Effect of diabetes mellitus on the pharmacokinetics and pharmacodynamics of tuberculosis treatment

Omamah Alfarisi, Vidya Mave, Sanjay Gaikwad, Tushar Sahasrabudhe, Geetha Ramachandran, Hemanth Kumar, Nikhil Gupte, Vandana Kulkarni, Sona Deshmukh, Sachin Atre, Swapnil Raskar, Rahul Lokhande, Madhusudan Barthwal, Arjun Kakrani, Sandy Chon, Amita Gupta, Jonathan E. Golub, Kelly E. Dooley

Research output: Contribution to journalArticlepeer-review

12 Scopus citations


Diabetes mellitus (DM) and tuberculosis (TB) are two common diseases with increasing geographic overlap and clinical interactions. The effect of DM and hemoglobin A1c (HbA1c) values on the pharmacokinetics (PK) and pharmacodynamics (PD) of anti-TB drugs remains poorly characterized. Newly diagnosed TB patients with and without DM starting fixed-dose, thrice-weekly treatment underwent sampling for PK assessments (predose and 0.5, 2, and 6 h postdose) during the intensive and continuation phases of treatment. The effect of DM and HbA1c values on the maximum concentration (Cmax) of rifampin, isoniazid, and pyrazinamide and the association between drug concentrations and microbiologic and clinical outcomes were assessed. Of 243 patients, 101 had DM. Univariate analysis showed significant reductions in the Cmax of pyrazinamide and isoniazid (but not rifampin) with DM or increasing HbA1c values. After adjusting for age, sex, and weight, DM was associated only with reduced pyrazinamide concentrations (adjusted geometric mean ratio 0.74, P 0.03). In adjusted Cox models, female gender (adjusted hazards ratio [aHR] 1.75, P 0.001), a lower smear grade with the Xpert assay (aHR 1.40, P 0.001), and the pyrazinamide Cmax (aHR 0.99, P 0.006) were independent predictors of sputum culture conversion to negative. Higher isoniazid or rifampin concentrations were associated with a faster time to culture conversion in patients with DM only. A pyrazinamide Cmax above the therapeutic target was associated with higher unfavorable outcomes (treatment failure, relapse, death) (odds ratio 1.92, P 0.04). DM and higher HbA1c values increased the risk of not achieving therapeutic targets for pyrazinamide (but not rifampin or isoniazid). Higher pyrazinamide concentrations, though, were associated with worse microbiologic and clinical outcomes. DM status also appeared to influence PK-PD relationships for isoniazid and rifampin.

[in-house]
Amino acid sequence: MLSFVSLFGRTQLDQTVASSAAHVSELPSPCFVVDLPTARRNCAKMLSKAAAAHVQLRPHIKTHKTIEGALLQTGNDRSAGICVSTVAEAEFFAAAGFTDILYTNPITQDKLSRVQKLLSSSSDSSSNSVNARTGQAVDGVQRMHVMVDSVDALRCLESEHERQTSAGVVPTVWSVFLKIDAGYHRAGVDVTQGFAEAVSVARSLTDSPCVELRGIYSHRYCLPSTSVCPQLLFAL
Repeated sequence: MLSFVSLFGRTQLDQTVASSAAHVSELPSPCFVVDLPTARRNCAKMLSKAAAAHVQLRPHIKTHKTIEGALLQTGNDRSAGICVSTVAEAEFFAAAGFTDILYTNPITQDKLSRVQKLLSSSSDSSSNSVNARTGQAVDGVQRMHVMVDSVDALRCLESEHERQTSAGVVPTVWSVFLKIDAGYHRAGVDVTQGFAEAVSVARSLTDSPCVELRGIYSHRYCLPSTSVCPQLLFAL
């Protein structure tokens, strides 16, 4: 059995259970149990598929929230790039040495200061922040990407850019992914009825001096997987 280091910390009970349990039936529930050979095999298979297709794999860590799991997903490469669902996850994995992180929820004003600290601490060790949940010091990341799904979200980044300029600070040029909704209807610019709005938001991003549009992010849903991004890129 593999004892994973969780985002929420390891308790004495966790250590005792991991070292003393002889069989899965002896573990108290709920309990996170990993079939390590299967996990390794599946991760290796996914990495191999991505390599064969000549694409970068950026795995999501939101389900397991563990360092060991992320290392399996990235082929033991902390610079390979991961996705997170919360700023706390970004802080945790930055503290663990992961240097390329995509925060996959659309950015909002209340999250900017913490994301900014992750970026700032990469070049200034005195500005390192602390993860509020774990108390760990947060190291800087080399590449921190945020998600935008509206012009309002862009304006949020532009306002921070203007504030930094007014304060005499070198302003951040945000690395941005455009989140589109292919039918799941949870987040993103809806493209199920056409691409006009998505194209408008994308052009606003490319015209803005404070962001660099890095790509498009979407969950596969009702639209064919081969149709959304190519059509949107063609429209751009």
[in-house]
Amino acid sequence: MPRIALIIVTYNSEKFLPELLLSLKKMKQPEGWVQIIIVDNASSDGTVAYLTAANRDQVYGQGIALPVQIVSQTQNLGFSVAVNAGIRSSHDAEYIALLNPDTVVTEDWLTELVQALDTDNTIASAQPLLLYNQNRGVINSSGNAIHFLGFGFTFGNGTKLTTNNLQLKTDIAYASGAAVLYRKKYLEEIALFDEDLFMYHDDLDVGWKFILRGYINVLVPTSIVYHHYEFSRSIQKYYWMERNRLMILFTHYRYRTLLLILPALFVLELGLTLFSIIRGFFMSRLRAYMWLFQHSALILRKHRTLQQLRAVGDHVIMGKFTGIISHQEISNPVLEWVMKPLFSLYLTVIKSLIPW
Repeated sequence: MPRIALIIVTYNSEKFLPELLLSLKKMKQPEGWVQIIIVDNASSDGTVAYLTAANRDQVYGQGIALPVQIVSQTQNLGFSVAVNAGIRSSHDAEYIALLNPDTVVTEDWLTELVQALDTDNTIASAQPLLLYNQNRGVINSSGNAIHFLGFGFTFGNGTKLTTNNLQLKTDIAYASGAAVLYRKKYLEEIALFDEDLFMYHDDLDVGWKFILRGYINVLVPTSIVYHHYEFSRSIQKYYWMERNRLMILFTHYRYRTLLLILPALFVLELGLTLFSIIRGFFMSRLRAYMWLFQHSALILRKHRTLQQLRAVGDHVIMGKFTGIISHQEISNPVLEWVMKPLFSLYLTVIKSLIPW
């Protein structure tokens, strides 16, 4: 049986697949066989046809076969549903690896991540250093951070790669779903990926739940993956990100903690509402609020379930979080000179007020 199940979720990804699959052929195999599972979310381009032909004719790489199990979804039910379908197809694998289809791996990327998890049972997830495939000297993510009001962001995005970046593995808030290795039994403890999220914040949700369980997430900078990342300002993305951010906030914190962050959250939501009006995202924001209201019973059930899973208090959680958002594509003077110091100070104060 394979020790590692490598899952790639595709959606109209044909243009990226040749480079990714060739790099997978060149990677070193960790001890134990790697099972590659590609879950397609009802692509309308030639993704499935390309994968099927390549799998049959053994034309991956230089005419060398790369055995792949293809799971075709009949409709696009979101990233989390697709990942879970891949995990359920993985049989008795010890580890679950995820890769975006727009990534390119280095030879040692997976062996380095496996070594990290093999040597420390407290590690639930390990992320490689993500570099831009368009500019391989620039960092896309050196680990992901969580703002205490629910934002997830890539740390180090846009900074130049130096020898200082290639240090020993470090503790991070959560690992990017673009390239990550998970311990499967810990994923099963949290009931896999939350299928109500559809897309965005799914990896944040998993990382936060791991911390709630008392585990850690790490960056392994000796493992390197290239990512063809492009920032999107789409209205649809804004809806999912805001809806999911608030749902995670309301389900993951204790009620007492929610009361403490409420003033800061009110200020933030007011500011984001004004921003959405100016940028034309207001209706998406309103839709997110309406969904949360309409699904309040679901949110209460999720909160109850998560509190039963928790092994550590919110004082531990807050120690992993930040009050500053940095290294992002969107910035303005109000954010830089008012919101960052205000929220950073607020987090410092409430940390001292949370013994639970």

Original languageEnglish (US)
Article numbere01383-18
JournalAntimicrobial agents and chemotherapy
Issue number11
StatePublished - Nov 2018


  • Diabetes mellitus
  • Pharmacodynamics
  • Pharmacokinetics
  • Tuberculosis

ASJC Scopus subject areas

  • Pharmacology
  • Pharmacology (medical)
  • Infectious Diseases


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